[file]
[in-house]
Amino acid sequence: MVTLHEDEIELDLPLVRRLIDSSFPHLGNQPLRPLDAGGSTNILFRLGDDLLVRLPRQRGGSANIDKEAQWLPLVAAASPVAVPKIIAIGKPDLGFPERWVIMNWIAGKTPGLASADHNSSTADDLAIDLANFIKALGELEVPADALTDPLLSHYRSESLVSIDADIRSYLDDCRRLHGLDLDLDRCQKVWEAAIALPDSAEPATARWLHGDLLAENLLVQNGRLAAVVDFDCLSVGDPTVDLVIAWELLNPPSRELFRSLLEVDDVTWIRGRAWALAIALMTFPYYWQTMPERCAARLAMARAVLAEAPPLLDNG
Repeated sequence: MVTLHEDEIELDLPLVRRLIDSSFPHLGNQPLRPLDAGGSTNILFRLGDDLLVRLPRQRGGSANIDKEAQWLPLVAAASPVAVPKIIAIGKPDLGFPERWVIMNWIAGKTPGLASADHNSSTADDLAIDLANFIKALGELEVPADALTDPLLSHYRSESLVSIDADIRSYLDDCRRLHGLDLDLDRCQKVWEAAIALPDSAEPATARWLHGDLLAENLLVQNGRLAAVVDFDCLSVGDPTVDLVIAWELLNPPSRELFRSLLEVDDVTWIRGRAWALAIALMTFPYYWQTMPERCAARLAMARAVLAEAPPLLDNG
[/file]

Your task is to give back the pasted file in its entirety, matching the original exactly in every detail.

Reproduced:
[in-house]
Amino acid sequence: MVTLHEDEIELDLPLVRRLIDSSFPHLGNQPLRPLDAGGSTNILFRLGDDLLVRLPRQRGGSANIDKEAQWLPLVAAASPVAVPKIIAIGKPDLGFPERWVIMNWIAGKTPGLASADHNSSTADDLAIDLANFIKALGELEVPADALTDPLLSHYRSESLVSIDADIRSYLDDCRRLHGLDLDLDRCQKVWEAAIALPDSAEPATARWLHGDLLAENLLVQNGRLAAVVDFDCLSVGDPTVDLVIAWELLNPPSRELFRSLLEVDDVTWIRGRAWALAIALMTFPYYWQTMPERCAARLAMARAVLAEAPPLLDNG
Repeated sequence: MVTLHEDEIELDLPLVRRLIDSSFPHLGNQPLRPLDAGGSTNILFRLGDDLLVRLPRQRGGSANIDKEAQWLPLVAAASPVAVPKIIAIGKPDLGFPERWVIMNWIAGKTPGLASADHNSSTADDLAIDLANFIKALGELEVPADALTDPLLSHYRSESLVSIDADIRSYLDDCRRLHGLDLDLDRCQKVWEAAIALPDSAEPATARWLHGDLLAENLLVQNGRLAAVVDFDCLSVGDPTVDLVIAWELLNPPSRELFRSLLEVDDVTWIRGRAWALAIALMTFPYYWQTMPERCAARLAMARAVLAEAPPLLDNG